We were zigzagging from northeast Utah to southwest Colorado, through the four corners, and southbound through Arizona to reach the south rim of the Grand Canyon before we popped up again in southwest Utah to spend time in Bryce Canyon and Zion National Parks.
After Zion we drove to Vegas for Kate to catch her flight. But, before heading into the city, we couldn’t miss the Valley of Fire State Park. Earlier in the day an old man from Texas read the “Venmo us, we’re on a road trip!” on the back of our car and gave us $20 in cash. We ended up using the $20 for our state park entrance fee.
After Vegas, it was just Sidney and I. We started our southern California journey off with little water and a few bumps in the road. Just outside of the Mojave National Preserve we helped a family with an overheated radiator on the side of the road. We used up the rest of our water to help them cool down their radiator. Eventually, after patience and a couple gallons of water, we were both back on the road.
We were racking up the mileage, and of course Betty took a toll. The brakes were beginning to wear down after a rough patch of off-roading in the desert. There was a moment when I thought we’d be stuck in the Mojave after the maintenance required light came on. We were lost for a couple hours without service in the National Preserve, but Betty pulled through. We got out, and on our way out we saw a group of four wheelers headed toward the “road” that we were just on. I remember looking back for a second in awe. Our minivan had – barely – rumbled down the same roads reserved for off-roading tours.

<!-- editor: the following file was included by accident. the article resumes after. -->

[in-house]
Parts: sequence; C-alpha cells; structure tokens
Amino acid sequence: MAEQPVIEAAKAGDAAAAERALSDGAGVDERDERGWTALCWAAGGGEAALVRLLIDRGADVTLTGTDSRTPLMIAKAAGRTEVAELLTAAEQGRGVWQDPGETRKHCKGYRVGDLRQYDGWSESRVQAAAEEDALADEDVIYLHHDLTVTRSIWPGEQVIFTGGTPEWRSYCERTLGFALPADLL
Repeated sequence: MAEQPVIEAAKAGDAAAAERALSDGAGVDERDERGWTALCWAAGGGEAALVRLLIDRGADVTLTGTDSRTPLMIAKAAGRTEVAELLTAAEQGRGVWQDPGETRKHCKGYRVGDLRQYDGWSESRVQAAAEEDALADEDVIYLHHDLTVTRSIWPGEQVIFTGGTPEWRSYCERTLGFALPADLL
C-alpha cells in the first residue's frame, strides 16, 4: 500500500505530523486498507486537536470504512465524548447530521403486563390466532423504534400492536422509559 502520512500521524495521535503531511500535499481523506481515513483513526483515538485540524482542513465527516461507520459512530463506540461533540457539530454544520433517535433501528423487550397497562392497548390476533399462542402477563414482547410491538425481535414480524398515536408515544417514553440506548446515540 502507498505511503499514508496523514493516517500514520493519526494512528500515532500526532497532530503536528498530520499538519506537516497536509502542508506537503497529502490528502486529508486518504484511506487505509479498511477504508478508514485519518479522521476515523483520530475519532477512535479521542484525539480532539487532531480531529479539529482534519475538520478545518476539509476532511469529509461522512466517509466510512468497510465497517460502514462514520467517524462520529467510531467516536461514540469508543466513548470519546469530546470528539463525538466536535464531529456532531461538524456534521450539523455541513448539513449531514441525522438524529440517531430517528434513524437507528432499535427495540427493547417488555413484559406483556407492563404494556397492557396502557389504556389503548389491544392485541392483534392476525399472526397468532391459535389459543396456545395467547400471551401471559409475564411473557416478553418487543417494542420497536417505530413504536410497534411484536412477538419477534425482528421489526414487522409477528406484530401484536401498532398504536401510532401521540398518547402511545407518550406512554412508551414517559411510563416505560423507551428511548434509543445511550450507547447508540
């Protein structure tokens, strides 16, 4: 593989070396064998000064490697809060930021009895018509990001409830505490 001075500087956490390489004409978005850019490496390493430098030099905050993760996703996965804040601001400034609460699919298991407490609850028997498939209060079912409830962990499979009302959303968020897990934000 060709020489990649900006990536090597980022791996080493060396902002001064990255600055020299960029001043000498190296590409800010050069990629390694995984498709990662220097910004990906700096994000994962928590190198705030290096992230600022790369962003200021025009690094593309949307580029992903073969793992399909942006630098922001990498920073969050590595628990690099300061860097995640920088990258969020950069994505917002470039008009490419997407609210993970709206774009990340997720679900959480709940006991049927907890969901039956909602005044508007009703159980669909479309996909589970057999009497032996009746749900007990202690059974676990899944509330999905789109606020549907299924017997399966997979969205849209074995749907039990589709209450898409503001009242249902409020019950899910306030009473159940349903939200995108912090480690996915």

We continued to explore the Mojave Desert and parts of the Sonoran Desert in Joshua Tree National Park during our time in southern California.
After southern California, we worked our way up to L.A. to visit a friend. Our four days there gave us the time to shower, take a break from hiking, and spend time with our friend. We were given a moment to recharge and eat real meals, which felt wonderful after three weeks spent living, sleeping, and eating out of the van.
After L.A., we drove up Big Sur. Driving that stretch of Highway 1 up the coast was by the far the most stunning drive I have ever been on.
In the morning the Los Padres forest was enshrouded by shadow and fog in the most beautiful way possible. Much of our view of the ocean was hidden by the fog. By late afternoon, though, the sky lost its mystical, darker undertone to reveal the sun. For the rest of our drive, the sky was blue and not a cloud was in sight. I watched the sun begin to set just above the horizon. Big, beautiful, blue waves crashed onshore.
We left Highway 1 that night to cut over to the San Joaquin Valley. We explored Kings Canyon and Sequoia National Park.
The sheer volume and beauty of the sequoias was something I had never seen before. Our last hike in the park that day was during golden hour. The light twinkled perfectly from every angle, slicing through branches and peeking out over the mass of leaves in the sky. It felt like I was walking through an enchanted forest.
After a day in Sequoia and Kings Canyon, we headed to Yosemite. I was beyond excited. I had stared, mesmerized, at pictures of the iconic Half Dome in Yosemite for years.
I had Half Dome in my sights, and one way or another, we were going to climb Half Dome.